Banning Religious Garb
There has been a long history, across multiple countries, of banning religious garb in certain contexts in the name of secularism. For example, Pennsylvania’s Religious Garb Act, which was originally passed in 1895 and renewed in 1949, prohibits public school teachers from wearing religious garb to class.1 At one point, 36 US states had such bans of religious garb, and some still remain on the books, despite not being enforced for many years.
In more recent years, France has both instituted and enforced bans on religious garb. In 2004, the French Assembly passed a law banning religious garb and display of religious symbols in public schools. Luc Ferry, the French minister of education at the time, said that the ban would “keep classrooms from being divided up into militant religious communities.”2 Many in France support this ban, arguing that the display of religious garb and symbols is antithetical to instilling national civic values in students, and thus leads to both lack of assimilation and increased potential for radicalization.
In 2010, France passed a law banning all face coverings in public places, which, though not explicitly directed at religious garb, was widely seen as a ban targeting the niqab, a veil worn by some Muslim women.3 Some argued in favor of the law on the basis that face-coverings prevent the clear identification of a person, which is both a security risk, and a social hindrance within a society which relies on facial recognition and expression in communication. However, many in France also argued explicitly that the niqab, and other such religious garb, must be banned because it prevents assimilation into French society.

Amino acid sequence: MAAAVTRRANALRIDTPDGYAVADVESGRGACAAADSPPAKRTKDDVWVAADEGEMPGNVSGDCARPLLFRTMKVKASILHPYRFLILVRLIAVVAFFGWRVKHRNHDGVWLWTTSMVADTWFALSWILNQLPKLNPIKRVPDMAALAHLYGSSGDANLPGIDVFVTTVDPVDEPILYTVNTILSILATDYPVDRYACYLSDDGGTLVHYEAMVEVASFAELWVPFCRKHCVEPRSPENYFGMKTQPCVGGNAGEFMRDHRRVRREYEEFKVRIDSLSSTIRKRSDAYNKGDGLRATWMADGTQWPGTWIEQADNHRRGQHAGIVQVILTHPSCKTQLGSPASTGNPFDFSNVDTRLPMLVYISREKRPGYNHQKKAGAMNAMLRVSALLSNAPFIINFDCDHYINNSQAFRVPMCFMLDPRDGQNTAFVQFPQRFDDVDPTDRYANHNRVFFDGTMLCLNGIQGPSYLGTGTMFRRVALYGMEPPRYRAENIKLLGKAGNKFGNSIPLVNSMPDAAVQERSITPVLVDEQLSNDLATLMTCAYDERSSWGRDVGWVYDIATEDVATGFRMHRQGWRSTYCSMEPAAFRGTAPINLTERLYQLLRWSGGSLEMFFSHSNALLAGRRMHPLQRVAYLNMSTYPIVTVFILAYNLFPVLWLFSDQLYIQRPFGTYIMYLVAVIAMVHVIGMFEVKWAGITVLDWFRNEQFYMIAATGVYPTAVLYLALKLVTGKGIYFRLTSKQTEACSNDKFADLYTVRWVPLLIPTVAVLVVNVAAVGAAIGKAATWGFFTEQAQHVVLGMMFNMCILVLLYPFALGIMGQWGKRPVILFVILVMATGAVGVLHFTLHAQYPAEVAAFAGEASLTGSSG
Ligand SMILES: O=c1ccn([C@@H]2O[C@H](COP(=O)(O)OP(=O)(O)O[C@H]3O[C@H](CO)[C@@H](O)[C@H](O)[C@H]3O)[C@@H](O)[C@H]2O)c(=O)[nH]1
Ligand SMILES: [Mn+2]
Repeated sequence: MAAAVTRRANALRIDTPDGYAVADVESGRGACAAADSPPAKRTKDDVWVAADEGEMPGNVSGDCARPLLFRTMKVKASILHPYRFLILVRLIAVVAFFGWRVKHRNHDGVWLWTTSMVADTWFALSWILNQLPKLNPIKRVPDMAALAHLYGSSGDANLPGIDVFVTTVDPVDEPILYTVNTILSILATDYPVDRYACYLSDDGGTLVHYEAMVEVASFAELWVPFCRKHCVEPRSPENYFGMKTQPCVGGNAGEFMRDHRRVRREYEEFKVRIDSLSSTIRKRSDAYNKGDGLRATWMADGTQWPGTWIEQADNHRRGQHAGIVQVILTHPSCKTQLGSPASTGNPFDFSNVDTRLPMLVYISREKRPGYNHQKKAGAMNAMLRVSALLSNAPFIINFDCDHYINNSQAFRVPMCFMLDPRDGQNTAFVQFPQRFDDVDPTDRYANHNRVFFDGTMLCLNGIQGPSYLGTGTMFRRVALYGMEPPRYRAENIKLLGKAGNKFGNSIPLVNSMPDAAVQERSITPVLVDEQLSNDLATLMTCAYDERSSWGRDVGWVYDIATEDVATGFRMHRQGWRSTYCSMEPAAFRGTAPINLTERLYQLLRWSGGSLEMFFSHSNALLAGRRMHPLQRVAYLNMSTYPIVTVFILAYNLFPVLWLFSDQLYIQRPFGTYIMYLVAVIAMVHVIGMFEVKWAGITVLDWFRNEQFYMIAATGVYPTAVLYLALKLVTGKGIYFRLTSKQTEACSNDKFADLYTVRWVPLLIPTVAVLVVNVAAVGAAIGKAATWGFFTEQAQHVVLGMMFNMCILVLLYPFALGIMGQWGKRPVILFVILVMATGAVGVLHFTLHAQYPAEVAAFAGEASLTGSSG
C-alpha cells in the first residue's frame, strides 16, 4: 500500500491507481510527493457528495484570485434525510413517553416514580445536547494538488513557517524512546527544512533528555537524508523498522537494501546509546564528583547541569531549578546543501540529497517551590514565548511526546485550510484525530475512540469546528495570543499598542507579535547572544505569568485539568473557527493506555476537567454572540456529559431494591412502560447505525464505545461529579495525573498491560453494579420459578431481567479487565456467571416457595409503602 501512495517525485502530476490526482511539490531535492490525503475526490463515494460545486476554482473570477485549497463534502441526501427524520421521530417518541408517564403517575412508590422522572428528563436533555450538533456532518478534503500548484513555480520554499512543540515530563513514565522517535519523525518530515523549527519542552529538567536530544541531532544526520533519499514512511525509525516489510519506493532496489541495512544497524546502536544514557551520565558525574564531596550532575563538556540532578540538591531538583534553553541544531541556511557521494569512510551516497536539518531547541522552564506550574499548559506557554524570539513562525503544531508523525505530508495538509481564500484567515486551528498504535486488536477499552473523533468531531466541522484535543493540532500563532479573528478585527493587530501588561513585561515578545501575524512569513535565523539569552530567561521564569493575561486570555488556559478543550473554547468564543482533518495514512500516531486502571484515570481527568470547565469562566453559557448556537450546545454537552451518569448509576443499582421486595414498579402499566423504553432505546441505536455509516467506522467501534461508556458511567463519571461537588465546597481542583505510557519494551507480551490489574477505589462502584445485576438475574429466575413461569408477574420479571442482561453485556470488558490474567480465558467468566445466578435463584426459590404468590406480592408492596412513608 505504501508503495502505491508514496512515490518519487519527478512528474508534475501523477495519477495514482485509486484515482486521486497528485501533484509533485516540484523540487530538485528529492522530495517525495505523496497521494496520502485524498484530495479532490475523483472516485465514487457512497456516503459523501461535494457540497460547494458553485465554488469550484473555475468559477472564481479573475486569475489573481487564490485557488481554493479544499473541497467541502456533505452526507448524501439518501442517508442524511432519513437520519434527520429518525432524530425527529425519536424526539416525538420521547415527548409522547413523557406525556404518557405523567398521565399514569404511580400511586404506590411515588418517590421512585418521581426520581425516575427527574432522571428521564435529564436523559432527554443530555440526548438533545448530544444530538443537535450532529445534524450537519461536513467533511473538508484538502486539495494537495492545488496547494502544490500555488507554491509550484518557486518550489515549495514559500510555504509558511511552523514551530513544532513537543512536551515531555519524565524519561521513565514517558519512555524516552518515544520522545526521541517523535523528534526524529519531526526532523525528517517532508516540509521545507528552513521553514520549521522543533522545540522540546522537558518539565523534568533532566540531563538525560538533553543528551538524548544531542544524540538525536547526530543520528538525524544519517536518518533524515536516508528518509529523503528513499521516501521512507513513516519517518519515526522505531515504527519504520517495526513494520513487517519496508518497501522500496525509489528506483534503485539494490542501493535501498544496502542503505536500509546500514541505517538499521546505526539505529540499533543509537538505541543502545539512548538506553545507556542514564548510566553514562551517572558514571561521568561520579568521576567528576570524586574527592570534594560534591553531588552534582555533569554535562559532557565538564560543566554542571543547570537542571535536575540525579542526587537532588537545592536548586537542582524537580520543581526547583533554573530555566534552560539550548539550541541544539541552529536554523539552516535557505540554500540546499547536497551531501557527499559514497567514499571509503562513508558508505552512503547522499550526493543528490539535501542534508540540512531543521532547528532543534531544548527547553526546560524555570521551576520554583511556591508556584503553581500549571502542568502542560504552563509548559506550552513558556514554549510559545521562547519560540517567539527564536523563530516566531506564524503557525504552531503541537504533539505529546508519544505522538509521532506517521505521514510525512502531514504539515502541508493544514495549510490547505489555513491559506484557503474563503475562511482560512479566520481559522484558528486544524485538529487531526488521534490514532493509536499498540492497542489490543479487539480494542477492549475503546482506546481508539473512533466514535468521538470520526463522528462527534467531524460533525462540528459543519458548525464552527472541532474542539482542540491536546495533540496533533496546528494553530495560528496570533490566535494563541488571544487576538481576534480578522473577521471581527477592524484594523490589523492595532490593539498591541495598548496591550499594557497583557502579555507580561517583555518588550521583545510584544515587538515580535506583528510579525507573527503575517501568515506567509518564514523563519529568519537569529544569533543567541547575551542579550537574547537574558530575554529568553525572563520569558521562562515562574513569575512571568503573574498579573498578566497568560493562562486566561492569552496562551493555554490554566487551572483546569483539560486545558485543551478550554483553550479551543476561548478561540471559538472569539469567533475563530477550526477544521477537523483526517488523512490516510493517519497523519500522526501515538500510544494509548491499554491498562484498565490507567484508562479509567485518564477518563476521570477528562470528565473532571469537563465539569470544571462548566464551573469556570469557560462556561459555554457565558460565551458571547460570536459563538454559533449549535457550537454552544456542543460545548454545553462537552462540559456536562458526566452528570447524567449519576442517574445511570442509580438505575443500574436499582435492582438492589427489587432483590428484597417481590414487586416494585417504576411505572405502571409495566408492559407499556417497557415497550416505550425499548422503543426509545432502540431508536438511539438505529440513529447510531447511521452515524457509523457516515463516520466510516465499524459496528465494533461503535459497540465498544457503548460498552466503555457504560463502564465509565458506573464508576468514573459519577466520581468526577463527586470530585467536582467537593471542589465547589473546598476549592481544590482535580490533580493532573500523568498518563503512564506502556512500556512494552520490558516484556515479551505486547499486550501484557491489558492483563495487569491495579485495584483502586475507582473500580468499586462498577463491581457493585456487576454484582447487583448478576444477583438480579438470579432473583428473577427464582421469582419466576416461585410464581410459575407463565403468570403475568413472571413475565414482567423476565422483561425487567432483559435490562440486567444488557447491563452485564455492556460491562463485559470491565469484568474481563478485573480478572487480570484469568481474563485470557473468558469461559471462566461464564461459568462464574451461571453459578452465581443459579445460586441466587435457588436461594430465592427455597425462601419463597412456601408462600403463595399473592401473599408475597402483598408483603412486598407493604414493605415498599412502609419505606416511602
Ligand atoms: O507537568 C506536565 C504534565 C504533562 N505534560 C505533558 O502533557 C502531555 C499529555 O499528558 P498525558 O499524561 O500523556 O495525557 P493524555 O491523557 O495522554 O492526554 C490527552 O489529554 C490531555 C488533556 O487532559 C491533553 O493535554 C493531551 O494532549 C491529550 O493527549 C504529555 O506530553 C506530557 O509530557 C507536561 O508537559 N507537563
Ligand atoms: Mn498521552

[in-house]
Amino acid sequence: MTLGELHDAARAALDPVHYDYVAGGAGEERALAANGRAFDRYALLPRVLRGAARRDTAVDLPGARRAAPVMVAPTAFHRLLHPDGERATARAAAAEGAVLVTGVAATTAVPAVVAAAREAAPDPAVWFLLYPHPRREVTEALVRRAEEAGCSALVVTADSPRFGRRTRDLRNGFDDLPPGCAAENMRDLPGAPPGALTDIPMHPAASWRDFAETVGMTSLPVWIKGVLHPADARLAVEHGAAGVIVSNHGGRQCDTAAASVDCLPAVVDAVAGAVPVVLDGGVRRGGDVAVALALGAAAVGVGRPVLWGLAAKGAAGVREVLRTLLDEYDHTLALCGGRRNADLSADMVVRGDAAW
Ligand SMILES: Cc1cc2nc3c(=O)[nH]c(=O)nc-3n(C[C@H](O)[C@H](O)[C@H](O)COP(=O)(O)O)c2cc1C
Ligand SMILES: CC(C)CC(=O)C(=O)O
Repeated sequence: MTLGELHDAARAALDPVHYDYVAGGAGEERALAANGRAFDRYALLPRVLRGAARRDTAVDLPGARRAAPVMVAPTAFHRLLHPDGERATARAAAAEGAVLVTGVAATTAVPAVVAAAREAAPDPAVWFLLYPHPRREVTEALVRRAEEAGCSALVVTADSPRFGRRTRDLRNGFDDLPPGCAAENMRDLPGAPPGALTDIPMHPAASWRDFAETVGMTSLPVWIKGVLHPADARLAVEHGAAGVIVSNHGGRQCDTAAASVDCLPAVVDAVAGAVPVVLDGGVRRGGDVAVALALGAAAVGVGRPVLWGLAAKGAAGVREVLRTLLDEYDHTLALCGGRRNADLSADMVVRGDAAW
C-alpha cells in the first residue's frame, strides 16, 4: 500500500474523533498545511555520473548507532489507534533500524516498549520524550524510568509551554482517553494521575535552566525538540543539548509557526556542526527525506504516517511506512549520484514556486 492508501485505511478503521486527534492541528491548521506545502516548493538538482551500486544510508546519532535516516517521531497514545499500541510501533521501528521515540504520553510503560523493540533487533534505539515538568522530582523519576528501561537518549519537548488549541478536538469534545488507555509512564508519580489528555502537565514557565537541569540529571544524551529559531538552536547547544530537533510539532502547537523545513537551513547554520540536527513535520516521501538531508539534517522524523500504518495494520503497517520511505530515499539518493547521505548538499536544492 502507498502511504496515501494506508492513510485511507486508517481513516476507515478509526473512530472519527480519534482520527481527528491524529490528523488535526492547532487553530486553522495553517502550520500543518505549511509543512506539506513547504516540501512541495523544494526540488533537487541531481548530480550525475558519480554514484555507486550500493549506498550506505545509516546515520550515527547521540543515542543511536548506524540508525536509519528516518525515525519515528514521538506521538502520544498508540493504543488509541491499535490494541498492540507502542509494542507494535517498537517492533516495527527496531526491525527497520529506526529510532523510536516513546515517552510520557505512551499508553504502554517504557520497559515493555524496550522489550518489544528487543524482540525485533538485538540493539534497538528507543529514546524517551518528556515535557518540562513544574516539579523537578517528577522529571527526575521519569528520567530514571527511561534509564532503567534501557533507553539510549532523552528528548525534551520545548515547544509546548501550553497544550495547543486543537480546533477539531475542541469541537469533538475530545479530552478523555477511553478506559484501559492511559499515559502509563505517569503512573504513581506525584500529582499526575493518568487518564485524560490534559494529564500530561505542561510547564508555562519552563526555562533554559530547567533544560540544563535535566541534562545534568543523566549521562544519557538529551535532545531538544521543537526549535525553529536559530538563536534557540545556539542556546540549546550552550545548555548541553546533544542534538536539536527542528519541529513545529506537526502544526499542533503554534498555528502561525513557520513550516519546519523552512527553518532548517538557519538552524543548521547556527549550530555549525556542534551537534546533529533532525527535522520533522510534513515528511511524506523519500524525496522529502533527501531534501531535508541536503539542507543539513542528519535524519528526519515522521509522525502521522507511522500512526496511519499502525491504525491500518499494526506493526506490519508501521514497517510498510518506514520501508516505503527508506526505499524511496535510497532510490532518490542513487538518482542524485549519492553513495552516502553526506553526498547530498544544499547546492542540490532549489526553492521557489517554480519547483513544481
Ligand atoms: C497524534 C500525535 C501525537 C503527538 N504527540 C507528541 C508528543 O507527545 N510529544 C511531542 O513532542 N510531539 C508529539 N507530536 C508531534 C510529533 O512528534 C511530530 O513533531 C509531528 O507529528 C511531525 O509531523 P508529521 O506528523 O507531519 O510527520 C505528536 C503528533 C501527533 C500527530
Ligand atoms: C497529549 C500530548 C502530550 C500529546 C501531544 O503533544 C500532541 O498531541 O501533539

Most recently, in 2016, a number of French towns have banned so-called burkinis, a type of fullbody swimsuit, from French beaches. For example, Cannes passed a law according to which “access to beaches and for swimming is banned to anyone who does not have [bathing apparel] which respects good customs and secularism.”4 The French prime minister, Manuel Valls, has expressed support for such bans, arguing that the burkini is “not compatible with the values of the French Republic.”5
In the case of banning veils and full-body coverings, many have argued in favor of them on the grounds that they oppress women, as they are sometimes required of women, but never of men. Thus, they argue, whatever one thinks of banning religious garb in general, there are distinct reasons to ban veils and full-body coverings on the grounds that such garb promotes the oppression of women and is therefore incompatible with a secular, liberal society. Furthermore, they claim that Muslim women are often forced to wear religious garb by their families or spouses as a way of exerting control over them.
Opponents of such bans counter that most women who wear religious coverings such as the burqa, niqab, or burkini do so voluntarily, and, far from seeing themselves as oppressed, see themselves as free to assert their identity. Thus, opponents argue, banning such religious garb would actually serve to oppress women instead of liberating them. Furthermore, those who oppose all bans on religious garb argue that banning religious garb is incompatible with freedom of expression. Such debates raise interesting questions about when, if ever, and why, bans on religious garb are morally justified.
(1) Are bans of veils and full-body coverings more morally justified than general bans?
(2) Does wearing certain types of religious garb, such as the niqab, oppress women?
(3) Are general bans on religious garb in places like public schools ever morally justified?